I just ran this module last night and our group went through it in a different way then I expected. Well, we had 8 people and the module was for 4-6 so had to make some adjustments. Now a lot of my friends have said I am a pretty good tactician, and I definately did some prepping, but things didn't work out the way I wanted, but played high tier.

Spoiler:
Group: Lvl 4 Wizard, 2 Cleric,4 fighter, 5 paladin, 4 barbarian, 4 ranger, 4 monk, 3 Alchemist.I was so looking forward to use the scrollmaster (Transmuter) chick, and I managed to get off a couple of nasty spells, but I wasn't able to use her full potential. Otherwise, I could've killed 2-3 members minimum, I guarentee it. I loved her the second I saw her capabilities. Like that Scroll of Dimension Door for example. She never stood a chance. ^^"
All in all, great first module! I liked some of the tactics. Keep up the good work! :)

Shadow Lodge

Question SA, was this for PFS? Because 8 player tables are not legal, nor is it legal to make adjustments...


Eric Clingenpeel wrote:
Question SA, was this for PFS? Because 8 player tables are not legal, nor is it legal to make adjustments...

yes it was for PFS. and...how are 8 player tables not legal if I may ask? That's just...our group. sometimes we only have 4-5, others we have a full house. it just depends.


Eric Clingenpeel wrote:
Question SA, was this for PFS? Because 8 player tables are not legal, nor is it legal to make adjustments...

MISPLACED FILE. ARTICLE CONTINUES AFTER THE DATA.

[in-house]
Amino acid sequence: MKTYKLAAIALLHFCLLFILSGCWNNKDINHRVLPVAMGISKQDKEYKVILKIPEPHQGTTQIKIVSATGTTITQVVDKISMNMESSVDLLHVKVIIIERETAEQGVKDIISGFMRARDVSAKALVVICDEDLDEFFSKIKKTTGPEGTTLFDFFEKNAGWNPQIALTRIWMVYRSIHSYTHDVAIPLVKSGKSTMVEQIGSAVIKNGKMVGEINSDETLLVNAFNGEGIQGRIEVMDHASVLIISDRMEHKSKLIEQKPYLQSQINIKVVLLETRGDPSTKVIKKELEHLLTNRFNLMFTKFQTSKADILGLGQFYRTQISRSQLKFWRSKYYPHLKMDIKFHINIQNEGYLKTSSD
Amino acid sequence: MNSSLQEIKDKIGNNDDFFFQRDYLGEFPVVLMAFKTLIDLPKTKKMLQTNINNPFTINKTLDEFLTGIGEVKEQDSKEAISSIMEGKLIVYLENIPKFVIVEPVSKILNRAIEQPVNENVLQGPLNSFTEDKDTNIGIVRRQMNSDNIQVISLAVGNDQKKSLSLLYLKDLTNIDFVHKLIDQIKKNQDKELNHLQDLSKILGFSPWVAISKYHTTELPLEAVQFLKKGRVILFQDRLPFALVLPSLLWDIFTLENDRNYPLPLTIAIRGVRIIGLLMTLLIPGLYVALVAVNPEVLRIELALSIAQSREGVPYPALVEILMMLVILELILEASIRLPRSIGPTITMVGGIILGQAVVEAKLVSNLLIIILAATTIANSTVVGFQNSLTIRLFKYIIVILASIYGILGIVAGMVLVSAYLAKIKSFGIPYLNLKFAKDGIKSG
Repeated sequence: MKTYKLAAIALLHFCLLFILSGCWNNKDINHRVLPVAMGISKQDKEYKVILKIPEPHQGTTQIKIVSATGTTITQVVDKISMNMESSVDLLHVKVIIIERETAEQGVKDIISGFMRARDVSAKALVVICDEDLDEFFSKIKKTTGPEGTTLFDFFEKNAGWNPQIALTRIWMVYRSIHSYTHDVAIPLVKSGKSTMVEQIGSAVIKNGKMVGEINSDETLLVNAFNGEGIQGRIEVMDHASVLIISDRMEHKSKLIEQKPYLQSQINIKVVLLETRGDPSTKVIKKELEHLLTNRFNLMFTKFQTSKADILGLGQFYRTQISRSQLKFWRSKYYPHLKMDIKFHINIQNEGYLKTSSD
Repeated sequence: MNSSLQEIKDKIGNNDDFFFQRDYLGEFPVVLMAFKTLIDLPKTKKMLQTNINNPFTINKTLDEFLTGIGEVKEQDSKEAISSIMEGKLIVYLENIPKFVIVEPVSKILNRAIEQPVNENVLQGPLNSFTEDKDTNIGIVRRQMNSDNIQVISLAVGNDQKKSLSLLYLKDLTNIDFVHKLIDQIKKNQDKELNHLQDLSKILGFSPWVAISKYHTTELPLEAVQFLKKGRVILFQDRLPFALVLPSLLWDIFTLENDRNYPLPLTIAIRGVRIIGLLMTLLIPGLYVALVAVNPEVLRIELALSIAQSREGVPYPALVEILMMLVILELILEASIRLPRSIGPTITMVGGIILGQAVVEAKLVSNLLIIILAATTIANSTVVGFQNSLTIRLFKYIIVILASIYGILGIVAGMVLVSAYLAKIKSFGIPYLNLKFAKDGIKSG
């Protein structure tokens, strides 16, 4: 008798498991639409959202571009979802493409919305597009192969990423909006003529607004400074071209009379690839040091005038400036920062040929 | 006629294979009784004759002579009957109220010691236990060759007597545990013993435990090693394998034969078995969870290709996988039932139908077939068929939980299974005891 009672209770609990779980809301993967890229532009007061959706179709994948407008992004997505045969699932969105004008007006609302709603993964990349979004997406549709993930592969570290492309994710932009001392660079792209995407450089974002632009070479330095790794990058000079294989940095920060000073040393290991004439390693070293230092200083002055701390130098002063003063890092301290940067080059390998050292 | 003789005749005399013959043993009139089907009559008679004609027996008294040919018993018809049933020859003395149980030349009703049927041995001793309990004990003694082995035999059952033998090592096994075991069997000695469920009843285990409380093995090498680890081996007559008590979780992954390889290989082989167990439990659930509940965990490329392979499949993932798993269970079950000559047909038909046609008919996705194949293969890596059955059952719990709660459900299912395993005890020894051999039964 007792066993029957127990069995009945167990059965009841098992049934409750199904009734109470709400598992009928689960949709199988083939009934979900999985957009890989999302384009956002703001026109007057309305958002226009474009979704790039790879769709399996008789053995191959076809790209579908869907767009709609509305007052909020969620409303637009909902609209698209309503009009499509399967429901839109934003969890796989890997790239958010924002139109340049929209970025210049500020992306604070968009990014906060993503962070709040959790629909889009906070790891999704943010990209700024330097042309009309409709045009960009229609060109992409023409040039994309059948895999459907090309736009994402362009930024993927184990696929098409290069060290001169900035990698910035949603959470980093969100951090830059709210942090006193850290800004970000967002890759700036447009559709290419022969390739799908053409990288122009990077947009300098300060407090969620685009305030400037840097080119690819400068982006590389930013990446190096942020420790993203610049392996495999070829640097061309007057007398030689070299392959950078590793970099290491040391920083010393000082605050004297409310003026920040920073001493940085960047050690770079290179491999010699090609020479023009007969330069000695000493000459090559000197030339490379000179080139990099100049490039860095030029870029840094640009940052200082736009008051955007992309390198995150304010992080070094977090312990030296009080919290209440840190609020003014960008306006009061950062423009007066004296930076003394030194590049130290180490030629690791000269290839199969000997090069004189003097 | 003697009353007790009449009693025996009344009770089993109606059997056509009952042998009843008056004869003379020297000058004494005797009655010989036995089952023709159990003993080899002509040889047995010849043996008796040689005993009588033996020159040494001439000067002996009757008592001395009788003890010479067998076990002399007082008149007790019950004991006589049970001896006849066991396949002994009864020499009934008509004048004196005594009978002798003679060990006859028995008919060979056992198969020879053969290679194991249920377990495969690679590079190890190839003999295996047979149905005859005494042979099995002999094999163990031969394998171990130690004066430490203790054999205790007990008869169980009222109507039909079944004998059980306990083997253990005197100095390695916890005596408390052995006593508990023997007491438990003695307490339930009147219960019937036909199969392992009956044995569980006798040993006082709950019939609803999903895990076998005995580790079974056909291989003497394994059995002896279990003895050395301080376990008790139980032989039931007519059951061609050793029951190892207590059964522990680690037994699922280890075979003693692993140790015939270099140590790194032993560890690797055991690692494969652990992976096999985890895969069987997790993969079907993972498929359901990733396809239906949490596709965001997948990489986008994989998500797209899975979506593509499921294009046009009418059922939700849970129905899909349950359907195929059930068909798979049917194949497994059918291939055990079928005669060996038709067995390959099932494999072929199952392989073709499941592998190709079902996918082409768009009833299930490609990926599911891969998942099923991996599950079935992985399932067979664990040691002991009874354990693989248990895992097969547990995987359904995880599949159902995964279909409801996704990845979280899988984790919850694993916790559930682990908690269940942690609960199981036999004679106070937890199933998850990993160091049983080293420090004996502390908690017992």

and by adjustments, I merely increased the hitpoints. that's all. Otherwise we wouldve finished an an hour. I just made it a bit harder hp wise. is that wrong? I didnt change anything else, just added some hit points.

Dark Archive

Pasted from the current Guide to Organized Play:

Spoiler:
Legal Table Size
The minimum table size for a Pathfinder Society
Organized Play session to be considered legal is four
PCs. Table size is capped at six PCs. In cases in which
you simply cannot seat four players, you may run a table
of three players, and play an official level-appropriate
pregenerated character in order to meet the minimum
table size of four PCs.
Conversely, if seven players show up to an event,
rather than turning someone away from the campaign
altogether, consider adding a seventh person to the table.
These situations should be extremely rare and should only
be used as a last resort to sending someone home without
the chance to play. Seven-person tables often overpower
otherwise challenging adventures and limit the amount
of time each player gets to shine in the given scenario, and